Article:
Bombing suspects’ father, Chechen officials cry ‘set up’
MOSCOW -- Reports that two young Chechens were suspects in the deadly explosions this week in Boston were met Friday with anger, denial and surprise by their father and officials from Chechnya and the neighboring Dagestan in southern Russia.
Anzor Tsarnaev, an ethnic Chechen and the father of suspects Tamerlan and Dzhokhar Tsarnaev, refused to believe his sons had anything to do with the terror attack.
Boston authorities have reported that Tamerlan, 26, was slain in an overnight gun battle with police and Dzhokhar, 19, remains on the run.
“I will never believe my boys could have done such a terrible thing,” he said in a telephone interview from Makhachkala, the capital of the Dagestan region. “I have no doubt they were set up.”
“My older son is killed and now they are after my little boy,” he said. “It is a provocation of the special services who went after them because my sons are Muslims and don’t have anyone in America to protect them.”
He argued that his sons didn’t know how to handle firearms, let alone explosives.
[Updated 12:50 p.m. April 19: In an interview with Interfax, the father said that he spoke to his sons by telephone after he learned of the explosions in Boston. “I asked them: ‘Are you OK? You are not injured, are you?’ They said: ‘Don’t worry. We were not even there.’”]
The Tsarnaev family moved to Makhachkala from the former Soviet republic of Kyrgyzstan, where they had sought refuge from violence in Chechnya in the mid-1990s, a Dagestan official said.
“They lived in Makhachkala for a very brief period and then they went abroad and settled in America,” Rasul Temirbayev, spokesman for the Investigative Committee of Dagestan, said in a phone interview. “We have nothing in our records to indicate that the [Tsarnaev] brothers had any connection with underground [resistance] cells. They were very young boys when they lived here.”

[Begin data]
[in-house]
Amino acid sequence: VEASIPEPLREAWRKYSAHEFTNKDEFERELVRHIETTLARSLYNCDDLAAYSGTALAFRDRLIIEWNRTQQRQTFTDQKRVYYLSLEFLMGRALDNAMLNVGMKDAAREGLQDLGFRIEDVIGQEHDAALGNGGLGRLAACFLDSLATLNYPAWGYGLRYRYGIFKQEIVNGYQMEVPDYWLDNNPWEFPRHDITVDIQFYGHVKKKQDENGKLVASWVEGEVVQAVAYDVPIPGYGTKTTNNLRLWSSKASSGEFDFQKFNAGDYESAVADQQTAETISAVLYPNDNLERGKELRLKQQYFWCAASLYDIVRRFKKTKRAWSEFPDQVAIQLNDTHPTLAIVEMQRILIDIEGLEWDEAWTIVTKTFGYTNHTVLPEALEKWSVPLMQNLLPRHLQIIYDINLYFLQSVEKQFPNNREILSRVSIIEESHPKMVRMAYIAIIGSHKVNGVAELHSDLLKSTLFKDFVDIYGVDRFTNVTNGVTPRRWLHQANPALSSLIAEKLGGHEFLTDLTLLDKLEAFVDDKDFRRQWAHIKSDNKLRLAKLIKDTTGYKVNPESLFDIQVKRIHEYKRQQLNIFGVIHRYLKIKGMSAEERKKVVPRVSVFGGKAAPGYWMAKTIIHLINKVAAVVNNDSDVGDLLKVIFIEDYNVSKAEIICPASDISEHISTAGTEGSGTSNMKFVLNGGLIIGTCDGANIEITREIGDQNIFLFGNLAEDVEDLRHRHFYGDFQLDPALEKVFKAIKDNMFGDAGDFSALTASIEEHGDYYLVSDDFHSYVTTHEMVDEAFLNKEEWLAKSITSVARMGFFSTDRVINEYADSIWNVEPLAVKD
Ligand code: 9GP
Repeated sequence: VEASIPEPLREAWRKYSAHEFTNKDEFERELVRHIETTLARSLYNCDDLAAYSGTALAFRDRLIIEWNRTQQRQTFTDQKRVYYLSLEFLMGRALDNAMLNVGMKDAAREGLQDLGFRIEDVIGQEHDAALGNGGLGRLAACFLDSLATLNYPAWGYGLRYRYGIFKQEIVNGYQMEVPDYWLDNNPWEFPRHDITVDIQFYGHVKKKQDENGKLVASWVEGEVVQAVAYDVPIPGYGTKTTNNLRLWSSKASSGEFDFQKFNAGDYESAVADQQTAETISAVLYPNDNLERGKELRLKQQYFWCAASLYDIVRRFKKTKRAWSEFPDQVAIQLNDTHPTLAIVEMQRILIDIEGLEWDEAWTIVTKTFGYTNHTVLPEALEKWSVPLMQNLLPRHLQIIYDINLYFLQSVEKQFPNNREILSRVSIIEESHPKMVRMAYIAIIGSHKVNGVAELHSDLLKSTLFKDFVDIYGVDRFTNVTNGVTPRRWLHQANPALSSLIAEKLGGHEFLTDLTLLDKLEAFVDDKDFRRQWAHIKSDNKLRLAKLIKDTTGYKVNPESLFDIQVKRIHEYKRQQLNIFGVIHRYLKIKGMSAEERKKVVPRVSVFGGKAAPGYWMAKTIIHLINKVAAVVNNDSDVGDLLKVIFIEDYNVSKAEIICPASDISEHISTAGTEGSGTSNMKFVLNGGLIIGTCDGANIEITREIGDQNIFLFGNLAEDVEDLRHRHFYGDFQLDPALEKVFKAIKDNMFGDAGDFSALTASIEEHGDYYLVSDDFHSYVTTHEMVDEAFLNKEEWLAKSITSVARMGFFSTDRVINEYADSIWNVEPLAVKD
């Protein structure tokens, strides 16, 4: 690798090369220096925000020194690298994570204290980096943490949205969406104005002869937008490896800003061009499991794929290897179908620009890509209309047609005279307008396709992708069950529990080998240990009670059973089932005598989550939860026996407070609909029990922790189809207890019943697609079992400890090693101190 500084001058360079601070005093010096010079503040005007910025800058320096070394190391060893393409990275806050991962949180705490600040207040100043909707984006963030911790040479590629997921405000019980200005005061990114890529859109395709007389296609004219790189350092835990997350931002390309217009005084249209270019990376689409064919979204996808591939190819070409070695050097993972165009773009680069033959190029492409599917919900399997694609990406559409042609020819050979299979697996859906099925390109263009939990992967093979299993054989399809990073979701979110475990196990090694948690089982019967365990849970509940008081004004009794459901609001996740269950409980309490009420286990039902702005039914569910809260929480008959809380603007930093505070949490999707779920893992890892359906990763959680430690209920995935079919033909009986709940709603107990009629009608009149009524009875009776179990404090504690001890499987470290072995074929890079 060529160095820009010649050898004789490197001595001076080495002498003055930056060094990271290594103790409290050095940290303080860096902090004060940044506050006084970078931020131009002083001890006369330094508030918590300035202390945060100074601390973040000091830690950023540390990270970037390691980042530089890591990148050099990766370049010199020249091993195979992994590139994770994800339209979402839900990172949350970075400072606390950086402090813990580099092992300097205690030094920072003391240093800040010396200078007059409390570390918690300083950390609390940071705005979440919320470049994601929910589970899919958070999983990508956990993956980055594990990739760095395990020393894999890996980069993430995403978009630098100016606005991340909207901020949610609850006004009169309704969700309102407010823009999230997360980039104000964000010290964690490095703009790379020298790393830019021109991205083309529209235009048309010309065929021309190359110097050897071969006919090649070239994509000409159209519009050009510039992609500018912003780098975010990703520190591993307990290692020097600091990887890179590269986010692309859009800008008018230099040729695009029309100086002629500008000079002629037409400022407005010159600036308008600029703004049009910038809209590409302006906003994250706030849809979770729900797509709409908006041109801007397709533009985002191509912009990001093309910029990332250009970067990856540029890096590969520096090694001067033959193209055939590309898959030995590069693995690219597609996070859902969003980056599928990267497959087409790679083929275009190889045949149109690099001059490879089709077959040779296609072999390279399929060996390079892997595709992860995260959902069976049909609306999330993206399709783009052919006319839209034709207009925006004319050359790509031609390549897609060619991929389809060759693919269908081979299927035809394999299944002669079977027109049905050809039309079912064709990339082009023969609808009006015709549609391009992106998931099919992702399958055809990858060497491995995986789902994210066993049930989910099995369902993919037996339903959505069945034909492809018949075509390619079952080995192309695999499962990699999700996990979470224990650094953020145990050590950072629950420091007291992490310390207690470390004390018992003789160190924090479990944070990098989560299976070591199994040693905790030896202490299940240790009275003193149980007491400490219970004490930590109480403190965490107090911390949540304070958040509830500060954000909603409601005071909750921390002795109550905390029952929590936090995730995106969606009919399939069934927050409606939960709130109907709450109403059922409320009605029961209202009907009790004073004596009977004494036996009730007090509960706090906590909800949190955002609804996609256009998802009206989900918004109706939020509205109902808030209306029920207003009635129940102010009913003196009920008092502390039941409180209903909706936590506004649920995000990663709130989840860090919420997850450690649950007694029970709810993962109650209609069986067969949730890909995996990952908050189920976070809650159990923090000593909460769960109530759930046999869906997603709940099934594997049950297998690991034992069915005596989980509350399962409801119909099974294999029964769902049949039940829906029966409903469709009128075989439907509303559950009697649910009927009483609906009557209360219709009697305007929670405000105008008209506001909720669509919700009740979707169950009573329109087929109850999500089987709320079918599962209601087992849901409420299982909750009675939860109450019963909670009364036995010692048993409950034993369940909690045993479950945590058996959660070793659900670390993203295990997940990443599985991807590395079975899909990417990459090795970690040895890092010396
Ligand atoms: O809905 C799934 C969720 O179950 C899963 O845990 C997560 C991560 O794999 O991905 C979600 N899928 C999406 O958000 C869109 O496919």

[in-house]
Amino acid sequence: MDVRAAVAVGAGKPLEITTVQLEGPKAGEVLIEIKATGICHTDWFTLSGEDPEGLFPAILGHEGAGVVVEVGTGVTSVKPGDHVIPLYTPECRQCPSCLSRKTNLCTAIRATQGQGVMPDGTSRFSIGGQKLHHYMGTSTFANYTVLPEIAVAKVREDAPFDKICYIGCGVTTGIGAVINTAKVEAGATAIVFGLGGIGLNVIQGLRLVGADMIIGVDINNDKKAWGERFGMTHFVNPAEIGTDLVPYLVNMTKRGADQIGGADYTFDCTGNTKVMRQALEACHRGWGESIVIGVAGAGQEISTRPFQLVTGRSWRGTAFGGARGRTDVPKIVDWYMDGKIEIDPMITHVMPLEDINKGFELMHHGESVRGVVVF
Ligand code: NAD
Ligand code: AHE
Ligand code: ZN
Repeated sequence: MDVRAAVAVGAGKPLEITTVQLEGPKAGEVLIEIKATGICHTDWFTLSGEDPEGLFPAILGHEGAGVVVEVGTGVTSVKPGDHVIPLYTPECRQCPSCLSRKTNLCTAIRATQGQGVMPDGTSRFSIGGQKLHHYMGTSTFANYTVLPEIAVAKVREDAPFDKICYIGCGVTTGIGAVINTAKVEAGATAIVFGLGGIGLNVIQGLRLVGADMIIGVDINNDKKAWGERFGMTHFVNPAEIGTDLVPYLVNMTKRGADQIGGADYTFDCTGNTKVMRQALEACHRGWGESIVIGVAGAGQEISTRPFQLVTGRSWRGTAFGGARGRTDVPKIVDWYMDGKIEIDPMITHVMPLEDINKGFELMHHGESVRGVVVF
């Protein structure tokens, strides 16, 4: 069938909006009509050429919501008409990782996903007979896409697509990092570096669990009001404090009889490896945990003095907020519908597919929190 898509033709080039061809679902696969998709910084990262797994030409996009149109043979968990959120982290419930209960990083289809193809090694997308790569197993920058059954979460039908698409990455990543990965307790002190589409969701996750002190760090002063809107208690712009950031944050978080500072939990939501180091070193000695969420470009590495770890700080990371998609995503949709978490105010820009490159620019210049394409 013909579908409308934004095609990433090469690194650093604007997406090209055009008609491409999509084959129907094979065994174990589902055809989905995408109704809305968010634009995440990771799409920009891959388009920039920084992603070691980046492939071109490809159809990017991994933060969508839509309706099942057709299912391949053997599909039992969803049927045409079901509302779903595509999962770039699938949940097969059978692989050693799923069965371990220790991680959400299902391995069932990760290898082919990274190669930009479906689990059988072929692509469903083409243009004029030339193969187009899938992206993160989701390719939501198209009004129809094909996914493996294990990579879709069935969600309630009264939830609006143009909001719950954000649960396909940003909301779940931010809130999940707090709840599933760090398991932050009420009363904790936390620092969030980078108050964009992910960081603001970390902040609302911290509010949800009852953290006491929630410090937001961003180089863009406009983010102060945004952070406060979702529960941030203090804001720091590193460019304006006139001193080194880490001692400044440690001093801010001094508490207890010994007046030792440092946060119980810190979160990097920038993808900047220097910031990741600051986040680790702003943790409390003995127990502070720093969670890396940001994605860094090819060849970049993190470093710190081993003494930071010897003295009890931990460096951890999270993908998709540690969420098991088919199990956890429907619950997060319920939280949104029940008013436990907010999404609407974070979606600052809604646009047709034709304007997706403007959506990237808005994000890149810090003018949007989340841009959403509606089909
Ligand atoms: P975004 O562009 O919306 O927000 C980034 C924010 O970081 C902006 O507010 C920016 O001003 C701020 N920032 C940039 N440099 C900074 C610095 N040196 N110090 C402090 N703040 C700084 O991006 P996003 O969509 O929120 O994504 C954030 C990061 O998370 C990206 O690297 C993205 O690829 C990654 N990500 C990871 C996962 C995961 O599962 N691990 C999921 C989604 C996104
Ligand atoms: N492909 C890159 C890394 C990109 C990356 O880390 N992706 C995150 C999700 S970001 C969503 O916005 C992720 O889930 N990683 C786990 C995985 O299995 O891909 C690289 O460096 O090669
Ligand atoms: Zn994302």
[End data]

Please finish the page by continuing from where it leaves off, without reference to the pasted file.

Officials in Makhachkala School No. 1 confirmed to Interfax news service that the older brother and two sisters joined the school in 1999 and left in 2001. By that time Dzhokhar had spent only four months in the school as a first-grader. [For the record, 12:02 p.m. April 19: An earlier version of this post incorrectly reported that all four family members were at the school for four months in 1999.]
“Both brothers and two sisters, Bella and Amina, then went abroad and their father and mother stayed here,” Timur Dzhafarov, Interfax correspondent in Dagestan, said in a phone interview. “Their father is a Chechen but their mother is Avarian,” one of Dagestan’s numerous ethnicities.
“No one in Chechnya knows anything about this family,” Lyoma Gudayev, deputy information minister, said in a phone interview. “But if these kids are really Chechens it is very unlikely that they could travel all the way around the world to explode something in the United States. It sounds like science fiction to me.”
“The West keeps thinking that we are a troubled republic but the war is long over for us down here,” he added.
Chechnya, a primarily Muslim region, was the site of two wars of independence, from 1994 until 1995 and again in 1999. The latter rebellion was put down by Russian forces and the republic has been ruled by Kremlin loyalists ever since.
The violent Islamic movements spread to the neighboring republics of Dagestan and Ingushetia, which continue to see attacks on government forces and police.
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